Stephanie Rhode, program director of the Tech Spirit Program, said the applicants who qualified for the interview portion of the application process are on hold.
Regarding this three to four-month selection process, Rhode said the committee and applicants were three days away from the interview when people received notice about campus shutting down.
Despite postponing this process, Rhode said the Masked Rider is one of the most recognizable symbols, which is the selection must be thorough.
“So, we always want to, absolutely, 100 percent, make sure we get the right person in that job,” she said. “We really can’t afford to not get the right person for the job.”
For the 2019-20 academic year, Brodbeck would not represent the university alone, as she would get the opportunity to ride Fearless Champion.
In addition to continuing to be the Masked Rider while the process to select a new one is on hold, Brodbeck she is maintaining the horse in different ways.
Feeding Fearless Champion twice a day, cleaning his stall and providing water are just some of the tasks Brodbeck said she needs to complete.
“Outside of that, I make sure he’s healthy, I make sure he’s up-to-date on his care or if needs any kind of addiotnal maintenance,” she said.
When events were planned, Brodbeck said she would get him ready for events and make sure he is healthy enough to perform.
Taking care of him has not changed much, Brodbeck said, as she still has to ride him almost every day and make sure his basic needs are fulfilled.
“His life hasn’t changed a whole lot,” she said. “He just doesn’t go out and do events.”
Regardless, being the Masked Rider has given her more opportunities to get to know Fearless Champion.
Along with connecting with Fearless Champion, Brodbeck she got other opportunities.
“I got to meet a whole lot of interesting people,” she said. “I’ve made a lot of new friends.”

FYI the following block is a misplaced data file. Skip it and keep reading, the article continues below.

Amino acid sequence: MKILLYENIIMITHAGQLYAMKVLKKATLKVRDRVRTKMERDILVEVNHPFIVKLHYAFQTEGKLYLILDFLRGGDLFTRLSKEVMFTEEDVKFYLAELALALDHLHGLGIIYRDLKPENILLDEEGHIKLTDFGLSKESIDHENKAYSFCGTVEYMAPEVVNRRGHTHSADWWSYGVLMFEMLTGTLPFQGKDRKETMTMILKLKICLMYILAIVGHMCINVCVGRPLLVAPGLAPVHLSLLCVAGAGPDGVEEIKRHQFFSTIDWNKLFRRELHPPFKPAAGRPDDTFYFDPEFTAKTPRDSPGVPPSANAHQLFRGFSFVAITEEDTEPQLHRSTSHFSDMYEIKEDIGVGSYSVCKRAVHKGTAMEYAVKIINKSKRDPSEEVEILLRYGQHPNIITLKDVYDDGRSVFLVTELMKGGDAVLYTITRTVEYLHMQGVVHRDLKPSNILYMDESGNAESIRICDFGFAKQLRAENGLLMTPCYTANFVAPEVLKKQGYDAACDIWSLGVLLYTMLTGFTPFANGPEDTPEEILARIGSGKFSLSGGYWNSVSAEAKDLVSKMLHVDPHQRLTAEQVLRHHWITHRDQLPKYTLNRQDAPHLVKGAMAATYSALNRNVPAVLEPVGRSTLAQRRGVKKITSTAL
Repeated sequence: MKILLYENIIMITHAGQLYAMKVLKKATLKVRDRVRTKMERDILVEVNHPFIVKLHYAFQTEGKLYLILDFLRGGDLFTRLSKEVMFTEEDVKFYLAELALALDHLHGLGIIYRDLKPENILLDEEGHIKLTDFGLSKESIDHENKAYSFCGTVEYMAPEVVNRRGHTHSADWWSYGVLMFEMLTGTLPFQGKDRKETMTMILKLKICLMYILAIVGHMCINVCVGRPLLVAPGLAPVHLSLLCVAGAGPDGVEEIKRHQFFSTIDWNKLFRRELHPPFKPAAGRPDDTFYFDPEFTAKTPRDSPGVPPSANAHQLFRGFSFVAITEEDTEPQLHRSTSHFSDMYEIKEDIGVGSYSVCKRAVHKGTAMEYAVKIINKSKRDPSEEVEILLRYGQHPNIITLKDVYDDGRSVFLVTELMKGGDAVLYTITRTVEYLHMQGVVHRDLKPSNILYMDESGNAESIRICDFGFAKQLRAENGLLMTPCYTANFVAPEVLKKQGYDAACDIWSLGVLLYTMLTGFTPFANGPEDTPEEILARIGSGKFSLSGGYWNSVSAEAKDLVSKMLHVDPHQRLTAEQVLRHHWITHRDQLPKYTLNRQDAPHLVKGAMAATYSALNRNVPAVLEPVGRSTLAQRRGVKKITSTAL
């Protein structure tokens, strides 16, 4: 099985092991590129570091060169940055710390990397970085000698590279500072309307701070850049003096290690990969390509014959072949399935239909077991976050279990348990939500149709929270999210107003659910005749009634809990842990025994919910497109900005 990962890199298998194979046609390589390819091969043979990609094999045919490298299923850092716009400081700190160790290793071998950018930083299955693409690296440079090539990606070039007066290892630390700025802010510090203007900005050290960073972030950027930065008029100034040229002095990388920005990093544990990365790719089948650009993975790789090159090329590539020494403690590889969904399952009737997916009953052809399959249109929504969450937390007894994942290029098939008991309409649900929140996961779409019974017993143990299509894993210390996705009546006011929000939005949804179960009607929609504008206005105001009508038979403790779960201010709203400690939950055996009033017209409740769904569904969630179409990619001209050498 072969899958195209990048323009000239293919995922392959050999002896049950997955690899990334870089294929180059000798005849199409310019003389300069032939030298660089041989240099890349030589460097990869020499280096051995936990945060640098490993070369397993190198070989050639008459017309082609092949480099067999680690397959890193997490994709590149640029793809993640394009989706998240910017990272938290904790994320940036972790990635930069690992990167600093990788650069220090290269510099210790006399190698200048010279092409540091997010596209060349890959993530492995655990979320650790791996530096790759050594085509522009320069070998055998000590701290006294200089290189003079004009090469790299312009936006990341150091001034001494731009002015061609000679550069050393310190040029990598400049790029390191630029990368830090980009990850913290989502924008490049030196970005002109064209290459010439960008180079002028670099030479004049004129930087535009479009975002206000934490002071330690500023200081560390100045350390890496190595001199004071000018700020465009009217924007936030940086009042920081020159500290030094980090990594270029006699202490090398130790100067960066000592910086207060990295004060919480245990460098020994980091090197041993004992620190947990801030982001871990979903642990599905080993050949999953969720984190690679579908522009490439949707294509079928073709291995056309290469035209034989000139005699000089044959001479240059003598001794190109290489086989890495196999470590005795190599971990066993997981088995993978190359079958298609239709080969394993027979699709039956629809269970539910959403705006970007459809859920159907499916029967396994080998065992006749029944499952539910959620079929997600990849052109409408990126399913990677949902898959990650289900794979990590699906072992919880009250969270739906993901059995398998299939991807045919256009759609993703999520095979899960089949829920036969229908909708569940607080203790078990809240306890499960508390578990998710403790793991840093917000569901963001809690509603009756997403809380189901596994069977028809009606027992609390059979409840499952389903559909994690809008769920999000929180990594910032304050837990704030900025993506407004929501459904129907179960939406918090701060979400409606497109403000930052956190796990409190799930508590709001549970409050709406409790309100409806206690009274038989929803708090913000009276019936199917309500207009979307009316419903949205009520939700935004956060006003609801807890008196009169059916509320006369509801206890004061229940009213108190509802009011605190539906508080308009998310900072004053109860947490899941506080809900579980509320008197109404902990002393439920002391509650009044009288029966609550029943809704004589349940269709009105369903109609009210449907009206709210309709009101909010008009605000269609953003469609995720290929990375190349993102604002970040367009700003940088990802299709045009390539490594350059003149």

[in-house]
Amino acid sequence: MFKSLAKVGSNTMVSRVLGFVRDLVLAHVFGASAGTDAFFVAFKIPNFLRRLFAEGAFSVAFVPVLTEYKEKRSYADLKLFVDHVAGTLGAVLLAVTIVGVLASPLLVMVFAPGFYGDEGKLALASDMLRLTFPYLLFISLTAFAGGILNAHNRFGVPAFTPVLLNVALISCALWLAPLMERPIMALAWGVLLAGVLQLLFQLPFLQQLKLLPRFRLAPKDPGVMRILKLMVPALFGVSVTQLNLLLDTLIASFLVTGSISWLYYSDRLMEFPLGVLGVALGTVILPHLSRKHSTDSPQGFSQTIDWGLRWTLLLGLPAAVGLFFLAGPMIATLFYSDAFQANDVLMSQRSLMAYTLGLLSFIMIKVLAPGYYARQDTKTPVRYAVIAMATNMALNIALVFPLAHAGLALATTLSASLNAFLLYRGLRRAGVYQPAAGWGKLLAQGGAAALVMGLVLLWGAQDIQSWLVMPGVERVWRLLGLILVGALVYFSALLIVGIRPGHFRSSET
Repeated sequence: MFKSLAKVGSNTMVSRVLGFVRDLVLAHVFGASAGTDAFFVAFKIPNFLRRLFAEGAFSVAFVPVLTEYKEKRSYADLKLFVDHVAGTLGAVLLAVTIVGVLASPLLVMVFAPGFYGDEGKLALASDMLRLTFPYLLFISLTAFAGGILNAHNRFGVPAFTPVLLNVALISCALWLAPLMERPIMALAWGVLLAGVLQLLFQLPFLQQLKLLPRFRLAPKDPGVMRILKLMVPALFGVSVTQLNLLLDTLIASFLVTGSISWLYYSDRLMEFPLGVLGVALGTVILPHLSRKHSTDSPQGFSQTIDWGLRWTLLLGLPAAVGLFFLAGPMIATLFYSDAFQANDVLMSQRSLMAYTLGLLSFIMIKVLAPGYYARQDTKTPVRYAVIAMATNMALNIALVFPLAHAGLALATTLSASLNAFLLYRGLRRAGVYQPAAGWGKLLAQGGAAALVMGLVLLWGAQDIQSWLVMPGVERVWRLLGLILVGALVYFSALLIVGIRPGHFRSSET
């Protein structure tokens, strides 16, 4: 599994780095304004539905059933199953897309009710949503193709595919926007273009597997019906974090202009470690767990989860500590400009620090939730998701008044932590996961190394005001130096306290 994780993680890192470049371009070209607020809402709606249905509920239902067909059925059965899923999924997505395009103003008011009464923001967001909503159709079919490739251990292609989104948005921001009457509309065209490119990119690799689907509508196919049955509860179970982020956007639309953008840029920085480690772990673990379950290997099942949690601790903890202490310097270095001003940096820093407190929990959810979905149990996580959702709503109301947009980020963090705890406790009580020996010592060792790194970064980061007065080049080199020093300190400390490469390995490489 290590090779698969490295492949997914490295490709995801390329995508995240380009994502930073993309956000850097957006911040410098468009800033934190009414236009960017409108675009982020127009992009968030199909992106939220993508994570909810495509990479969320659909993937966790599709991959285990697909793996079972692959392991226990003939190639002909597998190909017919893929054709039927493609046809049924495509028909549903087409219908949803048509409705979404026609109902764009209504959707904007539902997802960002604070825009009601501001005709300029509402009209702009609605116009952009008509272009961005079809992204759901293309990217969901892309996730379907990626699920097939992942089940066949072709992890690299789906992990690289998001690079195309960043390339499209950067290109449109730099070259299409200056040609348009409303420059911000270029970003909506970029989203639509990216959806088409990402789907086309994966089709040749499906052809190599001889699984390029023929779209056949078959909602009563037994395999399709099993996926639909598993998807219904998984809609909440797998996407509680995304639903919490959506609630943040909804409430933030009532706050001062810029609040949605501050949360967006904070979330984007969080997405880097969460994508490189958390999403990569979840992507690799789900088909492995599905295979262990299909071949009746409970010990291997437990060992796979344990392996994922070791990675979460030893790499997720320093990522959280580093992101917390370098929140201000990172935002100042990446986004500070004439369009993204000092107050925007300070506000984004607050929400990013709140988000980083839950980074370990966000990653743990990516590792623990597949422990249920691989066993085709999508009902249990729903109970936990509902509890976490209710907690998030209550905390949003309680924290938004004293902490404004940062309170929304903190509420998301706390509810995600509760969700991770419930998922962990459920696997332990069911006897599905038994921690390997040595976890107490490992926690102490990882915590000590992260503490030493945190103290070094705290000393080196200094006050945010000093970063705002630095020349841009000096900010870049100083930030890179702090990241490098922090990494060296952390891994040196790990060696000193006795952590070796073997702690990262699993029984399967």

Whether it be going to elementary schools to show young students Fearless Champion or performing at athletic events, Brodbeck said there are a lot of experiences she will miss.
The cancellations were factors that ended Brodbeck’s time as the Masked Rider, Rhode said.
Regardless, Brodbeck did a magnificent job as the Masked Rider, Rhode said. She set a new record for number of appearances.
“Emily had done about, in this school year, like 350 appearances, which is just extraordinary,” she said. “But all that came to a screeching halt when we had to stop.”
Being from Lubbock, Brodbeck has a special connection to Tech that seems to make her want to tackle the challenges ahead of her, Rhode said.
“I think Emily really latched onto that and really wanted to get out and do everything she possibly could,” she said. “Emily very very rarely said no to an appearance.”
Brodbeck worked to inspire as many people as she could being the Masked Rider, Rhode said.
“I think that was one of the coolest things about Emily,” she said.
Whether it be working with the horse or taking part in a variety of events, the Masked Rider gains multiple experiences during their time representing Tech.
The next Masked Rider will have an interesting transition into the position, Brodbeck said. Although, they will have an experience that they should cherish and not take for granted.
“I got to have a unique experience,” she said. “No one else has had a year quite like mine.”